Area concrete businesses to benefit from industry outlook
By Doug LeDuc | Greater Fort Wayne Business Weekly
Northeast Indiana companies in the business of moving and supplying concrete can look forward to industry growth this year and next year as a result of increased spending on infrastructure and housing.
The Portland Cement Association projected last month cement consumption would reach 3.4 percent annual growth during the rest of 2017 and 2018, based on a study of data and policies it expects to affect the industry in the coming years.
“Cement and concrete largely move in tandem as a vast majority of cement is shipped directly to ready-mixed concrete producers,” Dave Zwicke, the association’s senior director of market intelligence, said in an email.
In Indiana, 72 percent of cement is shipped to ready-mixed concrete producers, followed by a combined 22 percent for concrete product manufacturers and contractors, he said.
Based on preliminary PCA estimates, Indiana’s cement consumption is expected to exceed regional and national rates of growth this year and next year, Zwicke said.
Midwest regional cement consumption is anticipated to grow roughly 3 percent in 2017 and 2018, slightly below the projected 2017 national rate, he said.
“Indiana’s expected out-paced growth is a combination of improvement over a sluggish year in 2016 for cement consumption as well as due to increased highway funding,” Zwicke said.
Continued growth this year and next year would contribute to the industry’s ongoing recovery in the region since the Great Recession, according to Rick Lehman, who works in sales at Keystone Concrete in Churubusco.
Compared with the national growth projected for the concrete industry, “we would expect in northeast Indiana and central Indiana that increase to be even higher in demand, based on our volume year over year,” he said.
A number of economists have observed that Indiana’s relatively high concentration of manufacturing employment causes it to notice a recession’s impact earlier than the rest of the country, but also benefit from recovery earlier.
Keystone’s experience was in line with that, and “we saw an uptick probably four years ago or five years ago even, whereas the nation didn’t see that uptick until a year or two ago,” Lehman said.
Some of the infrastructure spending that has been increasing in northeast Indiana has gone beyond roads and bridges, he said, to include construction on the region’s power grid and on its wastewater treatment plants and related projects to comply with federal environmental regulations.
In northeast Indiana, “right now residential construction is moving along at a great pace; there’s a shortage of housing,” he said. “Any real estate professional will tell you it’s a sellers’ market.”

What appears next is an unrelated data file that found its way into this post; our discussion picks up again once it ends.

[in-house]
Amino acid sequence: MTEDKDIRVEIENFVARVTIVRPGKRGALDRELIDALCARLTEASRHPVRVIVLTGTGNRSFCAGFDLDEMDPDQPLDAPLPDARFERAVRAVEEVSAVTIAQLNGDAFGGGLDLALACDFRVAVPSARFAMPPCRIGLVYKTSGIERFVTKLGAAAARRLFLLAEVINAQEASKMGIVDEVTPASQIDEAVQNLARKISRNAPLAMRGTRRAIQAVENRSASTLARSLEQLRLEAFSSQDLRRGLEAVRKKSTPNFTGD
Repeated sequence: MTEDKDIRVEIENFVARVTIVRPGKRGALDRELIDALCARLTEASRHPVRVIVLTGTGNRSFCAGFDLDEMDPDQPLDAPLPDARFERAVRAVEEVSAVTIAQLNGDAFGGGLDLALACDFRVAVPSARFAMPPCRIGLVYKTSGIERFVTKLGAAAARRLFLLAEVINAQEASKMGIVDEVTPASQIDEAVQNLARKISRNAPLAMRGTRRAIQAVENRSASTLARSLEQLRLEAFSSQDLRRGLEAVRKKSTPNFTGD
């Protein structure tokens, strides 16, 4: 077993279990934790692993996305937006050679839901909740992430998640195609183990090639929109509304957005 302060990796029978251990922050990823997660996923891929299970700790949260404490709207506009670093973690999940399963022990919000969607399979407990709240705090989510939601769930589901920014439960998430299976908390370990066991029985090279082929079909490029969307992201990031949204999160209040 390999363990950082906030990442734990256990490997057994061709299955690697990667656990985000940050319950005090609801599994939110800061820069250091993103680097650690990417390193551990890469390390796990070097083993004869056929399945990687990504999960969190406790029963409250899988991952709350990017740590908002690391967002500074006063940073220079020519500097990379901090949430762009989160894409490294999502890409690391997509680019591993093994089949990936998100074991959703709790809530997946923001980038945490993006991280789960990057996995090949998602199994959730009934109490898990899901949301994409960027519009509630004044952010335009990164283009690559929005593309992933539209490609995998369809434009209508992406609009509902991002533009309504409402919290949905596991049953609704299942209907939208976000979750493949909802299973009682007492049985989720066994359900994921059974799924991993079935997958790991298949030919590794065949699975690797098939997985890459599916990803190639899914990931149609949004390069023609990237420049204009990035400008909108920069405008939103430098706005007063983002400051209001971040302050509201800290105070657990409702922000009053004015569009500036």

“Because of that housing shortage, we’re seeing increased demand for residential concrete,” Lehman said. But, even with the increased residential construction, “I don’t know if we have seen a full recovery,” he said. “I wouldn’t call us a booming area but a recovering area.”
The value of commercial construction permits issued in Allen County for the first five months of this year was up 83 percent from the same period in 2016, according to data from the Allen County Building Department.
Commercial permits through the end of May totaled $242.8 million, compared with $133 million in the year ago period. Residential permit values were up 11 percent, from $127.1 million a year ago to $141.2 million this year.
A total of 99 new home permits were issued in May, bringing the total year to date to 420, according to an analysis of data by the Home Builders Association of Fort Wayne.
Last year, 92 permits were issued in May bringing the total for the first five months of the year to 396. The average value of new home permits this year was $255,437, compared with $249,877 in the year ago period.
PCA projections for increased cement use recently were presented by Ed Sullivan, its senior vice president and chief economist, at an IEEE-ISA/PCA Cement Conference in Calgary, Alberta, Canada.
Sullivan arrived at the projections using baseline estimates for factors including U.S. tax reform and infrastructure spending that were conservative because details on specific federal policies are not yet fully available, he said.
“While fiscal stimulus will boost cement consumption, there are other economic indicators that will temper growth,” Sullivan said. “Infrastructure policies also take time to implement, so you could be looking at 11 to 22 months before new projects truly get underway.”
“The underlying fundamentals supporting economic growth are positive, though we’ll maintain a watch on how the U.S. government addresses possible inflation and immigration policy,” Sullivan said. “This confidence in stable, sustained growth in cement consumption is likely to be unchallenged through 2018.”
President Trump has $200 billion in his budget as part of a $1 trillion investment plan to rebuild infrastructure, according to a White House statement issued earlier this month.
The statement referred to partnering with the private sector and called for a dramatic reduction in permitting time for projects to two years from 10 years. It said accelerating permitting and slashing regulations would spur growth and investment by speeding up the decision making process on infrastructure projects.